Does God Exist?

By what logic can we conclude that an eternal and transcendent God exists and is fundamental as contrasted with the belief that matter is fundamental and came from nothing. Physicists claim that it is possible for matter to come from nothing but then proceed to explain that nothingness is seething with activity including quantum fluctuations from which they believe matter is formed. Doesn’t sound like “nothing” to me.

Matter has specificity. Which means that this specificity had to develop in space and time guided by some logic. By assuming the existence of God, the following reasoning can be applied. If God is not fundamental, then we have to explain how he came into being. Likewise, if there is more than one God, logic obliges that we explain how the first one came into existence. However, with a single invisible, transcendent God, as biblically defined, there is no need for an infinitely regressive line of causation — and we finally have an explanation for the unique, thermoregulatory design of the human brain.

For further analysis and anatomical details, read my latest book: Consciousness Finally Explained: A Perfect Synthesis of God and Brain. Neuroscience comes alive when we look at the unique spatiotemporal design of the brain, a perspective that allows us to finally understand the ancient mystery: how the brain creates consciousness — essentially as a relationship between the finite and the infinite – and, which is the same, between existence and nonexistence. In a nutshell, the reader will see from the anatomical design of the brain that consciousness is an opposition of tendencies toward and away from weightless infinity — in the image of God.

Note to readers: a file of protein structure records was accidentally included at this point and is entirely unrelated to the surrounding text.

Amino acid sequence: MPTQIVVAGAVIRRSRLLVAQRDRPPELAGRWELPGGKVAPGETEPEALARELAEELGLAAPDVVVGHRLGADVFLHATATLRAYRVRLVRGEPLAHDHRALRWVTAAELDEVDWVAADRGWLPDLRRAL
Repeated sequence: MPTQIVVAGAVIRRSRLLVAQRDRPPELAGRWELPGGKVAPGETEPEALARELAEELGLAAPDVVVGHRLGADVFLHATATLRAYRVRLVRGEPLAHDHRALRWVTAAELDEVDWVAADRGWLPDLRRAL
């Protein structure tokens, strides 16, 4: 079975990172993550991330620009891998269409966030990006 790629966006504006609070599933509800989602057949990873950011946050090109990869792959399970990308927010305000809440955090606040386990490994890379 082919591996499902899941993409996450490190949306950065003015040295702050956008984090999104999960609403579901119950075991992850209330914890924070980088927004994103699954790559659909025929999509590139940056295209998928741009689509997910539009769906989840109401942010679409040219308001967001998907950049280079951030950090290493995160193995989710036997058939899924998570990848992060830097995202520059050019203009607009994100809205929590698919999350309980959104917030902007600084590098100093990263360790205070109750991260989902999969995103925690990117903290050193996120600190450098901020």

About Glenn Dudley

GLENN DUDLEY became interested in the mind-body problem as a Pre-Med student at the University of Colorado where he emphasized studies in physics, philosophy, and Judeo-Christian theology. He received his M.D. degree from the University of Colorado in 1969. After a mixed Psychiatry/Medicine internship, he worked for two years at MIT's Neurosciences Research Program -- a think tank whose objective was that of understanding how the hard-wiring of the nervous system mediates thought and emotion. Then, he spent a year in the Department of Psychiatry at Tufts Medical School in Boston reviewing the world's literature on psychological and emotional predispositions to cancer. From 1975 to his retirement in 1998 he practiced primary care medicine.
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